CAIRO • The daylight assassination of Egypt's top prosecutor, who was killed by a car bomb triggered remotely as he drove to work on Monday, is being seen as a blow to President Abdel Fattah al-Sisi, who rose to power on a promise to restore stability after years of political tumult.
It represented a broadening of the violent insurgency against the government that militants have been waging for two years. The prosecutor, Mr Hisham Barakat, was the most senior official to be killed in Egypt since the insurgency began in 2013, after the military ousted the country's first freely-elected president, Mohamed Mursi of the Muslim Brotherhood.
Mr Sisi, appearing visibly upset at Mr Barakat's funeral, said yesterday that neither the courts nor the law "in their current form" will work. The nation cannot afford to wait for years for death sentences to be implemented after being handed down, he said.
"The hand of justice is tied" by current laws, Mr Sisi said, during a full military funeral for Mr Barakat. The laws will be amended "within days" to allow for speedier trials, he said.
Monday's attack appeared to set Egypt on a course for more violence. The killing of Mr Barakat was seen as likely to embolden the militants while prompting an even more forceful response from the security services. There was no immediate claim of responsibility.
As one of the nation's most prominent judicial officials, Mr Barakat was a focal point for militant groups vowing retaliation for the prosecutions of hundreds of Muslims and the death sentences handed down against senior Brotherhood leaders, including Mursi.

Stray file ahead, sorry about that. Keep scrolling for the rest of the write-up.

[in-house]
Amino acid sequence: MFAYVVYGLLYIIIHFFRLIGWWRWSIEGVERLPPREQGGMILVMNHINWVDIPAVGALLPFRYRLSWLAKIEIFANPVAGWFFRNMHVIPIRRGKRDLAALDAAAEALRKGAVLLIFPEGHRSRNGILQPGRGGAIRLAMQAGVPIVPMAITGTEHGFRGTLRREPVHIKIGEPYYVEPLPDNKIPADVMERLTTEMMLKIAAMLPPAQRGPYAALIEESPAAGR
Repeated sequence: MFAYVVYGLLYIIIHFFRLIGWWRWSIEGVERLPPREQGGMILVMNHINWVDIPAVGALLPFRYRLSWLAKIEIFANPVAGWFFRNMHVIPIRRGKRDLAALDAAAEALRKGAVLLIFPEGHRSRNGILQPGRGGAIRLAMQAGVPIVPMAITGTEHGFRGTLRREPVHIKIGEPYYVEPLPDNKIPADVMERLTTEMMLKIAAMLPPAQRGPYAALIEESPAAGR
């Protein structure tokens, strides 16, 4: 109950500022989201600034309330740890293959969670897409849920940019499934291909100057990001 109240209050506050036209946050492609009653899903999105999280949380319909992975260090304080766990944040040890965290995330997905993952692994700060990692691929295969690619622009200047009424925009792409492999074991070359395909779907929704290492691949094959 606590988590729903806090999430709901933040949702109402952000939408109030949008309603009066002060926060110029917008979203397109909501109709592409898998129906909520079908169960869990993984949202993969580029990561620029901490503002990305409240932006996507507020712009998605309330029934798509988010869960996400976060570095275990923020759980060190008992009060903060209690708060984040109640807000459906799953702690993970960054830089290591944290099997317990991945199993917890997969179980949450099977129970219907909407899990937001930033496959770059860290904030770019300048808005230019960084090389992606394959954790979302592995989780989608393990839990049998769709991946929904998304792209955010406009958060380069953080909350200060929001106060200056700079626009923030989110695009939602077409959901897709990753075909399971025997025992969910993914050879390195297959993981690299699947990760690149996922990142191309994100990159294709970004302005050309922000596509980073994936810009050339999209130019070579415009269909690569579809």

An Egyptian militant group affiliated with the Islamic State in Iraq and Syria (ISIS) posted a video on Sunday that appeared to threaten more attacks against the judiciary.
The group, which calls itself Sinai Province, included images that appeared to show an attack in May that killed several judges.
The three-minute video also included brief images of several other prominent judges, including one who sentenced Mursi to death.
But analysts said the bombing on Monday might have been the work, instead, of one of a number of militant groups that have surfaced in the last year.
The emergence of these groups, with names like Revolutionary Punishment, have added to longstanding fears in Egypt that Muslims and other opponents of the government would turn to violence in response to the authorities' crackdown.
The rise of the new groups coincided with a shift in the insurgen- cy's focus: After nearly two years of attacks mainly against the security services, killing hundreds of soldiers and police officers, the militants have broadened their targets to include civilian officials in the judiciary.
It marks "a pretty serious escalation", said Mr Michael Wahid Hanna, an Egypt expert with the New York-based The Century Foundation think-tank.
The explosion raised troubling questions about the government's security measures, which failed to protect one of its most vulnerable officials even though militants had attempted similar attacks before. In September 2013, Mr Mohamed Ibrahim, who was interior minister at the time, survived a bomb attack on his convoy in Cairo.
Mr Sisi's government has blamed Mursi's Muslim Brotherhood for the violence and pledged to eradicate the group, once Egypt's largest political movement.
NEW YORK TIMES, AGENCE FRANCE-PRESSE, BLOOMBERG